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Infrastructure FACT
The Need for Investment
America’s physical infrastructure has been a catalyst in making our economy the largest and most vibrant in
the world. However, decades after building-out the core of our infrastructure, much of it is in urgent need of
repair, expansion, and modernization. The World Economic Forum ranked America’s overall infrastructure 9th
in the world, and the quality of its roads 11th. Without continued investment and maintenance, America’s
infrastructure will continue to age, deteriorate in quality and performance, and gradually contribute less to
American economic output.
For example, a National Academies’ committee recently observed that many of our interstate highways are
operating well beyond their design life, handling larger traffic volumes than anticipated, and poorly positioned
to accommodate even modest traffic growth. The committee estimates that renewing and modernizing the
interstates will require doubling or tripling the amount of current spending on interstates. Without a renewed
commitment to addressing the needs of our interstates, the system will become even more congested, more
expensive to repair, and less safe – hindering our economic competitiveness and quality of life.
In addition, while this Administration has made major progress toward streamlining our permitting system, we
must continue to focus on making it more efficient, predictable, and effective. Critical infrastructure projects
that can significantly improve our quality of life, safety, environmental quality and economic competiveness
cannot languish for years in bureaucratic red tape.
The Administration’s Plan: Invest at Least $1 Trillion in Infrastructure
The President has called upon the Congress to pass legislation that generates at least $1 trillion in
infrastructure investment. The 2020 Budget supports achieving this goal by:
• Seeking a long-term surface transportation reauthorization. The Budget commits to working with the
Congress on a long-term surface transportation reauthorization bill. The current authorization, the
Fixing America’s Surface Transportation (FAST) Act of 2015, expires at the end of 2020. We must
provide our State, local and private partners – who build, own and operate the vast majority of the
Nation’s surface transportation infrastructure – the long-term funding certainty they need to
effectively plan and deliver projects. Such reauthorization must, at a minimum, address the long-term
solvency of the Highway Trust Fund in a fiscally responsible manner, focus on nationally and regionally
significant projects (emphasizing projects on the Interstate Highway System and other nationally-
strategic freight networks), support emerging technologies and innovation, encourage the revenue
mechanisms of the future, and promote more efficient and effective permitting.

Providing $200 billion for other infrastructure priorities. In addition to a long-term surface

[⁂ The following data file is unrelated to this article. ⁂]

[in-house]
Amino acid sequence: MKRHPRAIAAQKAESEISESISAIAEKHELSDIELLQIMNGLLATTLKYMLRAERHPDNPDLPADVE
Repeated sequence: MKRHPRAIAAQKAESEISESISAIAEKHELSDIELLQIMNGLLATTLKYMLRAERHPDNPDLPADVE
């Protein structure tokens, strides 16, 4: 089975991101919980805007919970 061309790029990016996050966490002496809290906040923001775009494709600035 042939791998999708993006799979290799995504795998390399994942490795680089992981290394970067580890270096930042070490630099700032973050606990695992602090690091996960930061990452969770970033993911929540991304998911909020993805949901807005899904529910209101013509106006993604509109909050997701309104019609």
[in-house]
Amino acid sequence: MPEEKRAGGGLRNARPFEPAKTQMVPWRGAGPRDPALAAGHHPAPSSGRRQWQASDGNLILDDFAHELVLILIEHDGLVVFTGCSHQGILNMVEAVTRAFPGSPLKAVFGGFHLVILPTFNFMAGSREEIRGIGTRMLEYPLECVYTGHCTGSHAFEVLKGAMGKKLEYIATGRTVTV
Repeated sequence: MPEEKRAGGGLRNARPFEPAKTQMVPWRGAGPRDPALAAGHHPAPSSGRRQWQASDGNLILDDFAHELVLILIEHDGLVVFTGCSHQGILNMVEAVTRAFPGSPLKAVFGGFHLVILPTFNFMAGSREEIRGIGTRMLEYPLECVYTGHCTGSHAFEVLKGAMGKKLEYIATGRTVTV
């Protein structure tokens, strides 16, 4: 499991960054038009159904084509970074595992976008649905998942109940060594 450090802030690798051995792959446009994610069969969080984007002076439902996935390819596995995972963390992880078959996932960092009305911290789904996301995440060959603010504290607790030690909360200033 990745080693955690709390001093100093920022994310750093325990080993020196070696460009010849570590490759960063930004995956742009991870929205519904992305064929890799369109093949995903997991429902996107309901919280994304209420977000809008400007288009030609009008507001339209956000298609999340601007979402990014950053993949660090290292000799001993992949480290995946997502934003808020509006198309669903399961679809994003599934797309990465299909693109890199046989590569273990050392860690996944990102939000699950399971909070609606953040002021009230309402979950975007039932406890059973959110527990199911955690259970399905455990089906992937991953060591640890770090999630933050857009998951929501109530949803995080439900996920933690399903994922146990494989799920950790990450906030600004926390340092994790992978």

transportation reauthorization, the Administration believes it is important to provide additional
investments in infrastructure, across a range of sectors, including water infrastructure. The
Administration looks forward to working with the Congress to develop a package that will significantly
improve the Nation’s infrastructure, and the Budget includes $200 billion towards this effort. Within
that amount, $10 billion is allocated to establish a Federal Capital Revolving Fund to support more
cost-effective Federal investment in buildings and other property. The Administration will work with
the Congress on allocating the remaining amount toward sectors and projects that address the most
important needs and confer the largest benefits to the American people. The Administration does
believe that a portion of this funding should promote visionary projects and technologies that can
strengthen our economic competitiveness, including 5G wireless communications, rural broadband,
advanced manufacturing, and artificial intelligence.
Makes Targeted Discretionary Investments
The 2020 Budget also makes several targeted investments in competitive programs within the Department of
Transportation and U.S. Army Corps of Engineers that address critical infrastructure needs:
• $2 billion for the Infrastructure for Rebuilding America (INFRA) grant program. The INFRA program
makes awards to large projects that relieve congestion and mitigate bottlenecks on the Nation’s
strategic freight networks, including interstates, freight rail, and ports. INFRA has been successful in
leveraging Federal dollars to spur additional investment by our State and local partners. This level is a
$1 billion increase from the FAST Act-authorized level.

• $1 billion for the Better Utilizing Investment to Leverage Development (BUILD) grant program. BUILD
grants award important surface transportation projects in urban and rural communities across the

• $300 million for a competitive highway bridge program. This program will incentivize States to
rehabilitate or replace rural bridges that are in poor condition using contract bundling, a more efficient
way to deliver projects.

• $300 million for two innovative approaches to fund water infrastructure investments. This funding
will facilitate more local control over authorized Army Corps of Engineers projects and promote novel
financing partnerships with non-Federal partners.